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Leading Medicine Magazine, Vol 7, No 1 - 2013

Karen Espitia became accustomed to the unfi ltered comments of her elementary school students. “Hey, Ms. E., what happened to your smile?” one concerned youngster asked. “Baby, Ms. E’s smile is broken,” she replied. A complex brain surgery had left Espitia with extensive facial paralysis. The story could have ended here had it not been for Dr. Michael Klebuc, director of the Center for Facial Paralysis Surgery and Functional Restoration at The Methodist Hospital and Methodist’s multidisciplinary facial reanimation team. The 35-year-old single mother of two recalls the constant ringing in her ears that ultimately was evaluated by an MRI. The results showed a brain tumor that needed to be removed immediately. “It was a very large tumor, but benign. They told me I was going to lose hearing on my left side, and I did,” Espitia says. “But the tumor was completely wrapped around my facial nerve. So when they took the tumor out, they had to sever my facial nerve to prevent recurrence. “It left me with the entire left side of my face paralyzed. My eye wouldn’t close and my face was hanging. Everything was gone on that side.” The neurosurgeon highly recommended Klebuc because of his work in state-of-the-art facial paralysis surgery. “We can help people restore their facial symmetry and their motion after facial paralysis,” Klebuc says. The causes of the paralysis vary. “Sometimes it is Bell’s palsy that doesn’t recover fully, other times it is trauma or tumors that cause the problem. There are also congenital causes of facial paralysis where individuals are born without the ability to move their face.” Before After With advances in medical technology, Klebuc explains that none of these facial damages need be permanent. “We have techniques that can be used for almost anybody, regardless of age or the cause of their facial weakness.” For instance, when the proximal portion of the nerve is not available because it was damaged near the brain stem, as in the case of Espitia, Klebuc and his team perform a surgical technique that was developed at Methodist. The procedure calls for taking a branch of one of the chewing nerves, called the masseter nerve, and connecting it to selected branches of the facial nerve. “What happens over time is the masseter nerve fi bers will grow into the facial nerve and repopulate the facial muscles,” Klebuc explains. “Initially, you will need to clench your teeth together to create a smile. However, with diligent practice, over time, the smile can become refl exive and effortless.” Nerve selection is crucial. “You want a nerve that, when you divide it, its function is going to be as close to smiling as possible, and that when you cut it, you don’t create a major issue some other place,” Klebuc adds. That is where Dr. David Rosenfi eld, director of both the EMG and Motor Control Laboratory and the Speech and Language Center at the Methodist Neurological Institute and professor of neurology at Weill Cornell Medical College, and his team of neurological specialists come in. “He Rosenfi eld can provide very important information to me about the health of the facial nerve, the continuity of the nerve. He can also tell me if the nerve is spontaneously trying to regenerate on its own,” Klebuc points out. “So he can provide an immense amount of important information to me. It’s defi nitely a team approach.” “We do very sophisticated electrical studies,” Rosenfi eld explains. “What the testing tells you is (A) whether the nerves that go to the face are conducting electrical stimulation, and (B) if they are not doing it appropriately, where the problem is in the nerve and what kind of problem it is. “What Dr. Klebuc often wants to know is whether this nerve is healthy, whether this muscle is healthy and what he can move around and what to do. We can give him that information so he can then make an intelligent, clinical decision,” Rosenfi eld says. Rosenfi eld’s testing showed Espitia to be a good candidate for surgery. Klebuc says he chose a hybrid surgical approach. “We transferred the masseter nerve to the facial nerve, but I also used a series of nerve grafts to bridge the facial nerves from one side of the face to the other,” Klebuc says. 58 methodisthealth.com/leadingmedicine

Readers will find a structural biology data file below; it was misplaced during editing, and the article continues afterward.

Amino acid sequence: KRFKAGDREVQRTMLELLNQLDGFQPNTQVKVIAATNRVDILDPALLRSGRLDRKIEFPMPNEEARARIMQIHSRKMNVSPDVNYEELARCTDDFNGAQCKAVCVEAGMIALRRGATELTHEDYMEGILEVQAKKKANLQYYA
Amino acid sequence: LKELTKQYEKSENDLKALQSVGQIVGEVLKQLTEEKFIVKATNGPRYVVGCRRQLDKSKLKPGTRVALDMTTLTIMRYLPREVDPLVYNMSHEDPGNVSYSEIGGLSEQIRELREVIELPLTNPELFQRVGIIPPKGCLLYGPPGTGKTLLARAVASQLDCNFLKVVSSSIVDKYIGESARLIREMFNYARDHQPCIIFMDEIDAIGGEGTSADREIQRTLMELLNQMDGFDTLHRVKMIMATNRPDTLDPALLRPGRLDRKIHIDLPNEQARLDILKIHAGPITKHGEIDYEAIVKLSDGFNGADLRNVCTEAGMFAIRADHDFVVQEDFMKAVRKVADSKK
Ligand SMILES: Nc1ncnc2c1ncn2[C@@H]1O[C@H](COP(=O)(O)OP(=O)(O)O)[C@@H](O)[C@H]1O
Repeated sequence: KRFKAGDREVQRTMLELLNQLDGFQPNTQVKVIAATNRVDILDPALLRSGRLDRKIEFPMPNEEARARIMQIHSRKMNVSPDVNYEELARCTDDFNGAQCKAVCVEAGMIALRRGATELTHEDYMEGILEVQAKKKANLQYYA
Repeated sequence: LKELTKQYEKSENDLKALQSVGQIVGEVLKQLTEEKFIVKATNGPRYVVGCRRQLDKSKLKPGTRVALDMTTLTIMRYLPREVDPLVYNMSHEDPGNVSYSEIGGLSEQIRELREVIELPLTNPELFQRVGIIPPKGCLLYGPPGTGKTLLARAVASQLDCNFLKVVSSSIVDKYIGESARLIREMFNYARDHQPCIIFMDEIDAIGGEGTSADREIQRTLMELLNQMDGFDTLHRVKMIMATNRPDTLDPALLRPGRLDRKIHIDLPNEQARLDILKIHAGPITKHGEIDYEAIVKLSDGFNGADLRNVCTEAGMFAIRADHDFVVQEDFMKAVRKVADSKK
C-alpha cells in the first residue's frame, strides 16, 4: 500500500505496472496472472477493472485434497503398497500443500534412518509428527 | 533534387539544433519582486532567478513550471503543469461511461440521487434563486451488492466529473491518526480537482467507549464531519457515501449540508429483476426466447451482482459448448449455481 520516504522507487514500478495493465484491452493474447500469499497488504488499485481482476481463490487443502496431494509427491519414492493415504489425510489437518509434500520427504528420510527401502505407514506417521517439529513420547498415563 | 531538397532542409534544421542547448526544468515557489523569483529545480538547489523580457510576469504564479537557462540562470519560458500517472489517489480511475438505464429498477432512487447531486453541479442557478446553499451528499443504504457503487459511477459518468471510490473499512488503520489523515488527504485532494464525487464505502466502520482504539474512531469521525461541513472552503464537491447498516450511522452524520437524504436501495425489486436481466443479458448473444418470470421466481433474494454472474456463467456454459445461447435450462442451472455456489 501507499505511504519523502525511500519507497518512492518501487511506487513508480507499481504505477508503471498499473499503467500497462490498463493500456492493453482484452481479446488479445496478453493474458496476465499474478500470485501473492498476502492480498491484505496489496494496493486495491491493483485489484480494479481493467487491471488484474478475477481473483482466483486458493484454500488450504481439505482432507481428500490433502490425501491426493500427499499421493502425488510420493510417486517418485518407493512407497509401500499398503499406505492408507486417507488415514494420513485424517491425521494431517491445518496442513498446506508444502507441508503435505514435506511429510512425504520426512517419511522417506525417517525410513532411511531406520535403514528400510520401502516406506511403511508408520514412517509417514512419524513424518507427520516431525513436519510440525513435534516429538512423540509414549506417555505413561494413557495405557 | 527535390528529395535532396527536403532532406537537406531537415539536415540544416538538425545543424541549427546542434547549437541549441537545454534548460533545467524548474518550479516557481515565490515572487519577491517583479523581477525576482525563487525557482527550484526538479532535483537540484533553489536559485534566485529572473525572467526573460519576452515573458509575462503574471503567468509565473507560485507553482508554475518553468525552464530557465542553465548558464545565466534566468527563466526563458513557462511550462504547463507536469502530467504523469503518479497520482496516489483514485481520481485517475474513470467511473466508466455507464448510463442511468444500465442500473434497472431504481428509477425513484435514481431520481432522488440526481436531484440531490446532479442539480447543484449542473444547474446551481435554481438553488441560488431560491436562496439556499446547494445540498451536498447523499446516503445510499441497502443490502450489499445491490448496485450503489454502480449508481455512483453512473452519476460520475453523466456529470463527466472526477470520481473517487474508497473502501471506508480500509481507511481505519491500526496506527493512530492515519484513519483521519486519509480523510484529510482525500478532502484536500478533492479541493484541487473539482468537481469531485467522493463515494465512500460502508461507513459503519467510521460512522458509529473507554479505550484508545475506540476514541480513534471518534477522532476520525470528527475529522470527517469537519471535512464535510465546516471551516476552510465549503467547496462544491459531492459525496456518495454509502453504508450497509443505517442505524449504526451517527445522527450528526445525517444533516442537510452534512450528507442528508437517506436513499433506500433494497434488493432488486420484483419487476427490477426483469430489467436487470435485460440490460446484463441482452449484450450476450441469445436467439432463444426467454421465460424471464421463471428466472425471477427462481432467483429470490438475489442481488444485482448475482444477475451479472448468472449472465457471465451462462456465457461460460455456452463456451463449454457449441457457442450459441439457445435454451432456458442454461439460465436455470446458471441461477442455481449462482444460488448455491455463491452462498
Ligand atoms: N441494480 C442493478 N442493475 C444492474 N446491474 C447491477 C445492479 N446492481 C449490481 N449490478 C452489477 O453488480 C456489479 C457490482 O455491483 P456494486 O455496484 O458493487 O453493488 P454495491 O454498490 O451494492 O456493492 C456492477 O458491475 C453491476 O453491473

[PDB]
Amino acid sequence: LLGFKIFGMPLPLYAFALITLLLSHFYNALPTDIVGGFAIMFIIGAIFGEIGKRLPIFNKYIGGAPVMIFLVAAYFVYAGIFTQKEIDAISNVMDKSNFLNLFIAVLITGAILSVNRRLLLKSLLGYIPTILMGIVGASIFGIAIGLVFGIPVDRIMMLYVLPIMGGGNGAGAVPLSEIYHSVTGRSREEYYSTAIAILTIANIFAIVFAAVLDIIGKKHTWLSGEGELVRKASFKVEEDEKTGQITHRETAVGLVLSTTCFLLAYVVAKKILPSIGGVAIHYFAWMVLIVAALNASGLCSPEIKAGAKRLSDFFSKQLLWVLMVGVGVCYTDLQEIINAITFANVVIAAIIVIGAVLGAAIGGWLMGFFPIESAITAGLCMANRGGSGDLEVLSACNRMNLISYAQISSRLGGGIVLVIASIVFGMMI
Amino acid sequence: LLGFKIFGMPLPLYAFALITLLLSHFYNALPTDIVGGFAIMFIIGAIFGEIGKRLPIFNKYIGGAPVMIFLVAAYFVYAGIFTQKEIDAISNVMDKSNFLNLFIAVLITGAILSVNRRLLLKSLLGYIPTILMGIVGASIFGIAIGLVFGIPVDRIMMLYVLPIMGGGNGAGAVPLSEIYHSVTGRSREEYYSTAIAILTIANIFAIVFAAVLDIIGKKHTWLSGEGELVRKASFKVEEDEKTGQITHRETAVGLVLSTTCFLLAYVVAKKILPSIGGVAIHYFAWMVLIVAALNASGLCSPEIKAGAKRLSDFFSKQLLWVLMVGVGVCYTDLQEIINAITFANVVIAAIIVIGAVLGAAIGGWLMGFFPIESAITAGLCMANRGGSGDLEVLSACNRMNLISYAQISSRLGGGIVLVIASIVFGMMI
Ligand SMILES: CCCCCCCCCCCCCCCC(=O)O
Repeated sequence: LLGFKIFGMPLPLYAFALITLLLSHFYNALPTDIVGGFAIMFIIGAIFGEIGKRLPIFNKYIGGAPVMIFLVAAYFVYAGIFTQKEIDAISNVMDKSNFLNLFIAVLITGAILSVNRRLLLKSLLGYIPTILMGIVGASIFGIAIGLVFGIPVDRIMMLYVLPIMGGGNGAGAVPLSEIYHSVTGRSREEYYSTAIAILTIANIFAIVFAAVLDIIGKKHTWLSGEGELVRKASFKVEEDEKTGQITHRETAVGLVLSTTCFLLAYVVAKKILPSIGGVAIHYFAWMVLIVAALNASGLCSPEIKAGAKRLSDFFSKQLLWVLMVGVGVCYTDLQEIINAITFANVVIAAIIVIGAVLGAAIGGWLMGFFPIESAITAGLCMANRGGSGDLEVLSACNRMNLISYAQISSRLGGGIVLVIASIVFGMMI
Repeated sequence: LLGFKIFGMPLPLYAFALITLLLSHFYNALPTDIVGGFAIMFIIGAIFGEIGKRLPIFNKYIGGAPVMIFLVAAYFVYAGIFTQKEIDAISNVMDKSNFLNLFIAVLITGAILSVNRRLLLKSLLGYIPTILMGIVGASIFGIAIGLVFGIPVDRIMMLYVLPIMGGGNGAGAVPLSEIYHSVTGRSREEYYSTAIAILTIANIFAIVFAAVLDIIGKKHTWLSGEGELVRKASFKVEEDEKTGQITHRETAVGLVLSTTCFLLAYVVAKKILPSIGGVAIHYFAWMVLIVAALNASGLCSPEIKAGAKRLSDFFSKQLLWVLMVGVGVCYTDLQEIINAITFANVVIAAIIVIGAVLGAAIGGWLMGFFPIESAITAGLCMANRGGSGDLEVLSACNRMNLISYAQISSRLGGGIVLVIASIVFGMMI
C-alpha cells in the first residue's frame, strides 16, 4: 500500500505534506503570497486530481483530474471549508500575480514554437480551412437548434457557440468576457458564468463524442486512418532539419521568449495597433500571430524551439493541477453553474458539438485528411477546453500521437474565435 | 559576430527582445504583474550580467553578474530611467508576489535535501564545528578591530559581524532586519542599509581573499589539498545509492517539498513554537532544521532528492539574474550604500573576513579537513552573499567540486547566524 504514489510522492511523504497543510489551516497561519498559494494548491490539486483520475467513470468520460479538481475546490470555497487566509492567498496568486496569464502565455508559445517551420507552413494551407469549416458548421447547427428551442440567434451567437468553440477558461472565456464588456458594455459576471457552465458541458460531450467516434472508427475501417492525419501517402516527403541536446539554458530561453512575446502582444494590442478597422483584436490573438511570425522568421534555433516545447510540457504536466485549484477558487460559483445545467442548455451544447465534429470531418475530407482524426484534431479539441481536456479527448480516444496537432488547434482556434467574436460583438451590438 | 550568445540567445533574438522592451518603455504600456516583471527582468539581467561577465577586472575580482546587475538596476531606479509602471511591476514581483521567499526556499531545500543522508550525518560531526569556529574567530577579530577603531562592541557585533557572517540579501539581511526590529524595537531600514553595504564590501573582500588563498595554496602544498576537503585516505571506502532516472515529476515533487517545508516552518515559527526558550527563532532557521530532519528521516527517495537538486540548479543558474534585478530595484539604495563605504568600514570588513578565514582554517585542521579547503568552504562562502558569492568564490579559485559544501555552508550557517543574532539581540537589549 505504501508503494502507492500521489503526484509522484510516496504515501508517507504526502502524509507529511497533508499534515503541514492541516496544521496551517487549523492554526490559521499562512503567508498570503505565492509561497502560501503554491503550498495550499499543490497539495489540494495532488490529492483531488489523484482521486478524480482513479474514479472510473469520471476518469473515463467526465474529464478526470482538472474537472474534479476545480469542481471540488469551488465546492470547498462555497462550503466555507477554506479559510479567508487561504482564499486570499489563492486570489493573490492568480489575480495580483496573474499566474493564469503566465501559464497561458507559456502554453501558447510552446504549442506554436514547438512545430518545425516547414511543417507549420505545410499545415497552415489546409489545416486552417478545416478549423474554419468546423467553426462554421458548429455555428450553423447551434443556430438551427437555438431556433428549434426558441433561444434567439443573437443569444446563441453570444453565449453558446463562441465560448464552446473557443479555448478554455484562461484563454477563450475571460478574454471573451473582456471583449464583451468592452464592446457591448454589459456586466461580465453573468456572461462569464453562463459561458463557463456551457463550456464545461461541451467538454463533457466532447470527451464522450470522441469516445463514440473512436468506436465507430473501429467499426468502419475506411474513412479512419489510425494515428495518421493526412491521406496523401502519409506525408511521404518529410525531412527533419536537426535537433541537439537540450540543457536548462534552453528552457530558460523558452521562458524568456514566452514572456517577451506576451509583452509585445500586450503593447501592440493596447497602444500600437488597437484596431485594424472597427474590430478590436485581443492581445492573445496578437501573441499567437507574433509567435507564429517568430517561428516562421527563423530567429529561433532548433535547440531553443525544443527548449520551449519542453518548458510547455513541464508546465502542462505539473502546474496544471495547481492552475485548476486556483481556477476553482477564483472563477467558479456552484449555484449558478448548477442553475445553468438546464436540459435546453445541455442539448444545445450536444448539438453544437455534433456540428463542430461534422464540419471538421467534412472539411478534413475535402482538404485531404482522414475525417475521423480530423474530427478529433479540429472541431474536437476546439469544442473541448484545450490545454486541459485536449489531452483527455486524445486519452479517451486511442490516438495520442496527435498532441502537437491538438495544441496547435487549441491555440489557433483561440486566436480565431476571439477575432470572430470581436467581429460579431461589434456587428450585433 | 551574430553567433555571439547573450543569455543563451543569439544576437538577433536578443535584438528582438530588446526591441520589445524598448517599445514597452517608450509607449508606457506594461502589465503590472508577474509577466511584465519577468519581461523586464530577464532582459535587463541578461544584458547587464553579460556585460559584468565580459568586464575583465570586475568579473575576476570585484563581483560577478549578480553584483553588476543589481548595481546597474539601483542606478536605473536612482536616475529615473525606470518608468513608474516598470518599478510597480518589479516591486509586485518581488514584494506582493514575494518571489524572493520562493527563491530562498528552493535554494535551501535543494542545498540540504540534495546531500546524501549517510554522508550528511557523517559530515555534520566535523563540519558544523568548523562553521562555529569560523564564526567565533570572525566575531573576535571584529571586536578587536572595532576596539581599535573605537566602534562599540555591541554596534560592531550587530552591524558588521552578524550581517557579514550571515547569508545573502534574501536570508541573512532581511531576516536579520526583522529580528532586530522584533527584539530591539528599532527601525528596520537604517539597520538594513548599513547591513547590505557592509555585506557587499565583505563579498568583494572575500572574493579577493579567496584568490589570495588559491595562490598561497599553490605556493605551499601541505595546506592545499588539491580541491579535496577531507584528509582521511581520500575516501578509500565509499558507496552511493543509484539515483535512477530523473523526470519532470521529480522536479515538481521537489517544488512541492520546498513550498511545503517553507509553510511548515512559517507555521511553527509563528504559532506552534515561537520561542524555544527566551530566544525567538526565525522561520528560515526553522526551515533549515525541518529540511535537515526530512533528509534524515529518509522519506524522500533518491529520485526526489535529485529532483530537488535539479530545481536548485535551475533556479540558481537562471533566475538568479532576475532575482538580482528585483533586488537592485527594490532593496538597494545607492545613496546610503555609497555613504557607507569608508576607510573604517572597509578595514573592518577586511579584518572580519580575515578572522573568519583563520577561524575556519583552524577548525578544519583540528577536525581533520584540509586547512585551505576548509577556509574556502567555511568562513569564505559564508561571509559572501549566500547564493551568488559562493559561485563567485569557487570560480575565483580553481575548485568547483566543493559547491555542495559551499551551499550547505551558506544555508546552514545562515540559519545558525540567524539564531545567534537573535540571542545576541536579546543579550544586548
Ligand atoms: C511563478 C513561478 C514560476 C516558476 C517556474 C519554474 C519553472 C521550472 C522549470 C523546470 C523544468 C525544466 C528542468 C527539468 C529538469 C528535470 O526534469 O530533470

Leading Medicine Magazine, Vol 7, No 1 - 2013
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